Nobuyuki Idei, who led Sony from 1998 to 2005, driving its growth in the digital and entertainment sectors, has died aged 84, the company has announced.
Mr. Idei died of liver failure on June 2 in Tokyo, the tech giant said in a statement.
Sony Chief Executive Kenichiro Yoshida said he and the company are indebted to Mr. Idei’s vision in preparing Sony for the internet age.
“During his seven years as CEO from 1998, Mr. Idei made immense contributions to Sony’s evolution as a global company,” he said.
“In particular, the foresight and foresight with which he predicted the impact of the internet and proactively engaged in digitalization at Sony still amazes me today.”
Tokyo-based Sony is among Japan’s leading brands, having brought the Walkman portable music player to the world.
But it had humble beginnings in the 1940s, when the nation was rebuilding from the ashes of World War II.
Sony was founded by Akio Morita, who co-wrote The Japan That Can Say No, which advocates a more assertive and proud Japan, and Masaru Ibuka.
In the 1970s, when Sony was developing the Walkman, some engineers were skeptical, but Morita insisted people listen to music on the go.
Mr. Idei joined Sony in 1960 after graduating from the prestigious Waseda University in Tokyo and worked in its audio and video divisions.
He was named chairman in 1995 and is credited with being behind successful products such as the Vaio laptop computer.
He became chief executive three years later, handpicked by Norio Ohga, who ran Sony in the 1980s and 1990s and was a flamboyant music lover who played a key role in the company’s development of the compact disc.
Mr. Idei pushed Sony’s digital operations under the slogan Digital Dream Kids.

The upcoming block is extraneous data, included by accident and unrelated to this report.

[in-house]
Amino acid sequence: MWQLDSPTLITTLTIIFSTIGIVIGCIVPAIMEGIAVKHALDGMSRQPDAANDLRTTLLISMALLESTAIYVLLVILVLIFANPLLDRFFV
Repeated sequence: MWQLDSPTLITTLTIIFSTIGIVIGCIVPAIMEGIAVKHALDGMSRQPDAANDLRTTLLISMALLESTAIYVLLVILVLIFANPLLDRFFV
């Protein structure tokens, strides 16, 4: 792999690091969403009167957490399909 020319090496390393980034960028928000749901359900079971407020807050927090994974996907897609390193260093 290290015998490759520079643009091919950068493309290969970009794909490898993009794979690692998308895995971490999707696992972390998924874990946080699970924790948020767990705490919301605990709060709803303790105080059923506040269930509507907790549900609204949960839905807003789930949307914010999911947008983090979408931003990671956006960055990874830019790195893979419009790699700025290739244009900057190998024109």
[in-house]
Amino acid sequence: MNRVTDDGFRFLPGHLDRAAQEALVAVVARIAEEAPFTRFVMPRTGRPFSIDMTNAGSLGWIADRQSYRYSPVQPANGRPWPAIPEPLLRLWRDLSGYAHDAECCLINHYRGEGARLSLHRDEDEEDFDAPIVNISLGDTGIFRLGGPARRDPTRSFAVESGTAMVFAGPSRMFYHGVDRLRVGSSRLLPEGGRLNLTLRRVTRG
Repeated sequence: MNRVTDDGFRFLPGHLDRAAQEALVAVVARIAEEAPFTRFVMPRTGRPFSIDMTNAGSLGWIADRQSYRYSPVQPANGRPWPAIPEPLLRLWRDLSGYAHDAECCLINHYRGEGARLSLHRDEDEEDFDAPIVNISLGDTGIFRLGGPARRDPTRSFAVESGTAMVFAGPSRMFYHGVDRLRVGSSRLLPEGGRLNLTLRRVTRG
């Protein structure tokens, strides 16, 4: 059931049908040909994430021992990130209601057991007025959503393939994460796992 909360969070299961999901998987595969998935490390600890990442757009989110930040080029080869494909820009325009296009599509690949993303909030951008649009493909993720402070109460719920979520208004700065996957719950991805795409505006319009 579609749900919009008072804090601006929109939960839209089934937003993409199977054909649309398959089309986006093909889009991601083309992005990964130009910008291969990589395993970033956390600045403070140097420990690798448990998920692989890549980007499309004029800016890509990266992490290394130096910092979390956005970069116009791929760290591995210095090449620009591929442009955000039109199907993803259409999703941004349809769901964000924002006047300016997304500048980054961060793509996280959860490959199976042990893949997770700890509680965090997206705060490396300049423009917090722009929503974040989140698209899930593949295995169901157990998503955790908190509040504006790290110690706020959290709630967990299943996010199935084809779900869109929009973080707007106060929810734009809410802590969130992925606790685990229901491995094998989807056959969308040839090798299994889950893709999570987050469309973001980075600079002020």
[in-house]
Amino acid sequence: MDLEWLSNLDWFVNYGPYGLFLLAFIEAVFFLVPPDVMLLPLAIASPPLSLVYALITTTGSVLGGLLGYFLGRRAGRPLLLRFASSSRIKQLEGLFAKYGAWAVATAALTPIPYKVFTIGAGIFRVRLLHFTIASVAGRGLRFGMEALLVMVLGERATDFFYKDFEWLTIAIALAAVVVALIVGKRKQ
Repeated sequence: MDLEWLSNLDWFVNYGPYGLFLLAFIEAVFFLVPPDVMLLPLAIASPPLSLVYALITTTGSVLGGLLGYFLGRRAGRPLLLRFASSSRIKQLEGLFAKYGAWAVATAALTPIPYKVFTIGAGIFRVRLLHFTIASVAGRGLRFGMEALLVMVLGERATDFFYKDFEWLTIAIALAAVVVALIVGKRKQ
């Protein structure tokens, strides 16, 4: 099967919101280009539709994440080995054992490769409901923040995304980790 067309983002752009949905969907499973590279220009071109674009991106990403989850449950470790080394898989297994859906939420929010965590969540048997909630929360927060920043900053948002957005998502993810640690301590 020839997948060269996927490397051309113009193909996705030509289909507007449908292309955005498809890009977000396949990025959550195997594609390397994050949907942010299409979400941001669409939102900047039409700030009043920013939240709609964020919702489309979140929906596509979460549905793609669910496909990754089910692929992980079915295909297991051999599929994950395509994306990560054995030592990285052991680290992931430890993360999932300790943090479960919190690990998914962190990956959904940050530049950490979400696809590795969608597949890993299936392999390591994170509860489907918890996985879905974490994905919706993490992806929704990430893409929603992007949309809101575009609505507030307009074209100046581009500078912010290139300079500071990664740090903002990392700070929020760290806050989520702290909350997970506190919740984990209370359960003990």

He also accelerated Sony’s global expansion, including the PlayStation video game business and Sony’s sprawling entertainment empire that includes music and movies.
Mr. Idei has also consolidated a global group management framework and corporate governance structure within the company.
He was appointed head of the Japanese government’s IT Strategy Council in 2000, helping the country build broadband networks.
He was replaced by Howard Stringer, the first non-Japanese person to lead Sony, an appointment intended to better integrate Sony’s electronics and entertainment businesses.
This upheaval in 2005 came at a time of growing concerns over whether Sony could revive its electronics business in the face of cheaper competition from Asian rivals.
Sales of products that were once the mainstay of Sony power, such as televisions and portable players, had plunged.
In 2003, under Mr. Idei’s leadership, Sony shares plunged into what has been dubbed the “Sony Shock” after it reported worse than expected red ink.
Sony had repeatedly promised to generate profits from futuristic gadgets that download network-connected home entertainment, allowing the company to tap into both its electronics and entertainment divisions.
“Sony’s shock was a shock to us too,” Mr. Idei said at the time.
“We want to turn the shock into something positive.”
After retiring from Sony, Mr. Idei founded the consulting firm Quantum Leaps which focused on reshaping businesses and nurturing a next generation of leaders.
Mr. Idei is survived by his wife and their daughter, according to Sony.
A private funeral service has been held with immediate family and a company memorial event in his honor is planned for a later date, he said.